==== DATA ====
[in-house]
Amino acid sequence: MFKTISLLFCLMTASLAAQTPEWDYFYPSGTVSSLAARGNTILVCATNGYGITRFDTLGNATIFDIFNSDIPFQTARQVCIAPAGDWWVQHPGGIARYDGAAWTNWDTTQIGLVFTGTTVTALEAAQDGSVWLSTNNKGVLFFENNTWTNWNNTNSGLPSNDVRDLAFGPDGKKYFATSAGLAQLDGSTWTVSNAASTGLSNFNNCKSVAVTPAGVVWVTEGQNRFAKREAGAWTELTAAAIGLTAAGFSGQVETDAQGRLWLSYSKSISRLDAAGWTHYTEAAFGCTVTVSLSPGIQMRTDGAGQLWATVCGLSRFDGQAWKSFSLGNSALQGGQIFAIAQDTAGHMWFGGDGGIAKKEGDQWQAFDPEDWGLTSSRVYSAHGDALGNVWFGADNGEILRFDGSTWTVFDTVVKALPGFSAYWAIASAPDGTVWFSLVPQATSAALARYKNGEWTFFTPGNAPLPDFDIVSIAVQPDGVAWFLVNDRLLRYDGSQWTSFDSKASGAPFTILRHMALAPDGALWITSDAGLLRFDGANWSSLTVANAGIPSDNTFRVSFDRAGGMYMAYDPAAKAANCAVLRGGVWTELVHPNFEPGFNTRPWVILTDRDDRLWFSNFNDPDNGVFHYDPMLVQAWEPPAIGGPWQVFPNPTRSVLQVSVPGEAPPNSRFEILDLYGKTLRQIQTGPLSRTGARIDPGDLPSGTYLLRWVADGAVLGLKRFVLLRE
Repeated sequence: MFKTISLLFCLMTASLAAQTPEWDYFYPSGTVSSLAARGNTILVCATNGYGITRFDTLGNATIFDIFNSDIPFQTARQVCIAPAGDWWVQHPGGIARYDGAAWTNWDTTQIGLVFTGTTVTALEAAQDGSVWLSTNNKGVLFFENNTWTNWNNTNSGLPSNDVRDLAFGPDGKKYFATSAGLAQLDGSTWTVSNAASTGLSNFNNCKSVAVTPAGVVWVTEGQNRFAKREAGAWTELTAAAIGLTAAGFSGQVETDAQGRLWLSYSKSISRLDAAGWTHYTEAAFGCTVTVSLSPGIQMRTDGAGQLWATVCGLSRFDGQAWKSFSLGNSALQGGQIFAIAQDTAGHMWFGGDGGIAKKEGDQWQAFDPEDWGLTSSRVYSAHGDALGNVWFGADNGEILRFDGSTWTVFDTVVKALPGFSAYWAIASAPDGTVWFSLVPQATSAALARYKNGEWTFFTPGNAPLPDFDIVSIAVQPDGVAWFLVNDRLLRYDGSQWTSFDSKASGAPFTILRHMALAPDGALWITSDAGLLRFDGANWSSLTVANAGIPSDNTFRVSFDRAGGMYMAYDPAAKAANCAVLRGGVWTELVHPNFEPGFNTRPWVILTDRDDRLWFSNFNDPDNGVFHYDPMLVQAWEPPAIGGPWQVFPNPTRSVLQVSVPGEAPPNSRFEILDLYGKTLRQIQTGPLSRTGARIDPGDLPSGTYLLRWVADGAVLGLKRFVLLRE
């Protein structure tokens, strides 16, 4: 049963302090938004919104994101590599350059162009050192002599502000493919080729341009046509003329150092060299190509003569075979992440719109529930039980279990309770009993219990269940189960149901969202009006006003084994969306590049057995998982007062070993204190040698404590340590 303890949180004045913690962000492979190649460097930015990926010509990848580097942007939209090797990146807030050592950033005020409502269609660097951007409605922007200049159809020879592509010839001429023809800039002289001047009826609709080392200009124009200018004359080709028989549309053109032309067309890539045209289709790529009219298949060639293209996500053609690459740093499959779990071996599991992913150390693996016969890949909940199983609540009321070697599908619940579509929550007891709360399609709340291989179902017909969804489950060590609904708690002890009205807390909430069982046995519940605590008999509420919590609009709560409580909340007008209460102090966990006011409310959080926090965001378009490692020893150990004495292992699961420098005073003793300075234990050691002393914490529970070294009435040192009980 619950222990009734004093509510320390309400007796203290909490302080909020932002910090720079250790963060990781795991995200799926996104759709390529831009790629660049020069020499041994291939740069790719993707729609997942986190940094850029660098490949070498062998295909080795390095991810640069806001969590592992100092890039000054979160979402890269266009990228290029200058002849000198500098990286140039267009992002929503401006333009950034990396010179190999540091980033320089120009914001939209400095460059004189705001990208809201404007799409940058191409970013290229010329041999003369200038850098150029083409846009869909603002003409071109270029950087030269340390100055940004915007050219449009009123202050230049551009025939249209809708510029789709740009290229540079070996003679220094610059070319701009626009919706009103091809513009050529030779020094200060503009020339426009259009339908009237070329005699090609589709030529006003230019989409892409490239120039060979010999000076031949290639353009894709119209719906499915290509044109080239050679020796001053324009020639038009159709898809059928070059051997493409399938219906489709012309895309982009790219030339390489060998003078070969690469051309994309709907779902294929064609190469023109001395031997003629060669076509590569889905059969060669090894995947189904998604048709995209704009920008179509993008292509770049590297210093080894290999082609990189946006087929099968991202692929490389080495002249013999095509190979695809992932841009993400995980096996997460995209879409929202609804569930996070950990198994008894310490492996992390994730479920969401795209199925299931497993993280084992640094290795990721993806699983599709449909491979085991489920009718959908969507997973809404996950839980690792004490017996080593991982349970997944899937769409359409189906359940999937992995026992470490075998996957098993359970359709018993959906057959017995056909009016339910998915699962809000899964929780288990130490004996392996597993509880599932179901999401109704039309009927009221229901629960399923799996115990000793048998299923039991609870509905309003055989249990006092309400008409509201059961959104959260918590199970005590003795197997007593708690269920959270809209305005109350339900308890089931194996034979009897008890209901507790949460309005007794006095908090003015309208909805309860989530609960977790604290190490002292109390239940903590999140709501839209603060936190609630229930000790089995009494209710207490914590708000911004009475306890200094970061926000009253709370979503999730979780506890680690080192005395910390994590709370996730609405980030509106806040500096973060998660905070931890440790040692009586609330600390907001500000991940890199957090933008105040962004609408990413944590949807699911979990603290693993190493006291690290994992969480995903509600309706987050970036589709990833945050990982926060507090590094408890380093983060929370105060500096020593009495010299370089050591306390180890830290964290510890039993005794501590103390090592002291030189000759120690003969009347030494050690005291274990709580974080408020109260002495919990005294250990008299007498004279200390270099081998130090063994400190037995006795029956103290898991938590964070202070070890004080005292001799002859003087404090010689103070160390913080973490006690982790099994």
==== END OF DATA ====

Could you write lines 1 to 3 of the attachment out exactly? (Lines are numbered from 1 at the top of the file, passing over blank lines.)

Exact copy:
[in-house]
Amino acid sequence: MFKTISLLFCLMTASLAAQTPEWDYFYPSGTVSSLAARGNTILVCATNGYGITRFDTLGNATIFDIFNSDIPFQTARQVCIAPAGDWWVQHPGGIARYDGAAWTNWDTTQIGLVFTGTTVTALEAAQDGSVWLSTNNKGVLFFENNTWTNWNNTNSGLPSNDVRDLAFGPDGKKYFATSAGLAQLDGSTWTVSNAASTGLSNFNNCKSVAVTPAGVVWVTEGQNRFAKREAGAWTELTAAAIGLTAAGFSGQVETDAQGRLWLSYSKSISRLDAAGWTHYTEAAFGCTVTVSLSPGIQMRTDGAGQLWATVCGLSRFDGQAWKSFSLGNSALQGGQIFAIAQDTAGHMWFGGDGGIAKKEGDQWQAFDPEDWGLTSSRVYSAHGDALGNVWFGADNGEILRFDGSTWTVFDTVVKALPGFSAYWAIASAPDGTVWFSLVPQATSAALARYKNGEWTFFTPGNAPLPDFDIVSIAVQPDGVAWFLVNDRLLRYDGSQWTSFDSKASGAPFTILRHMALAPDGALWITSDAGLLRFDGANWSSLTVANAGIPSDNTFRVSFDRAGGMYMAYDPAAKAANCAVLRGGVWTELVHPNFEPGFNTRPWVILTDRDDRLWFSNFNDPDNGVFHYDPMLVQAWEPPAIGGPWQVFPNPTRSVLQVSVPGEAPPNSRFEILDLYGKTLRQIQTGPLSRTGARIDPGDLPSGTYLLRWVADGAVLGLKRFVLLRE
Repeated sequence: MFKTISLLFCLMTASLAAQTPEWDYFYPSGTVSSLAARGNTILVCATNGYGITRFDTLGNATIFDIFNSDIPFQTARQVCIAPAGDWWVQHPGGIARYDGAAWTNWDTTQIGLVFTGTTVTALEAAQDGSVWLSTNNKGVLFFENNTWTNWNNTNSGLPSNDVRDLAFGPDGKKYFATSAGLAQLDGSTWTVSNAASTGLSNFNNCKSVAVTPAGVVWVTEGQNRFAKREAGAWTELTAAAIGLTAAGFSGQVETDAQGRLWLSYSKSISRLDAAGWTHYTEAAFGCTVTVSLSPGIQMRTDGAGQLWATVCGLSRFDGQAWKSFSLGNSALQGGQIFAIAQDTAGHMWFGGDGGIAKKEGDQWQAFDPEDWGLTSSRVYSAHGDALGNVWFGADNGEILRFDGSTWTVFDTVVKALPGFSAYWAIASAPDGTVWFSLVPQATSAALARYKNGEWTFFTPGNAPLPDFDIVSIAVQPDGVAWFLVNDRLLRYDGSQWTSFDSKASGAPFTILRHMALAPDGALWITSDAGLLRFDGANWSSLTVANAGIPSDNTFRVSFDRAGGMYMAYDPAAKAANCAVLRGGVWTELVHPNFEPGFNTRPWVILTDRDDRLWFSNFNDPDNGVFHYDPMLVQAWEPPAIGGPWQVFPNPTRSVLQVSVPGEAPPNSRFEILDLYGKTLRQIQTGPLSRTGARIDPGDLPSGTYLLRWVADGAVLGLKRFVLLRE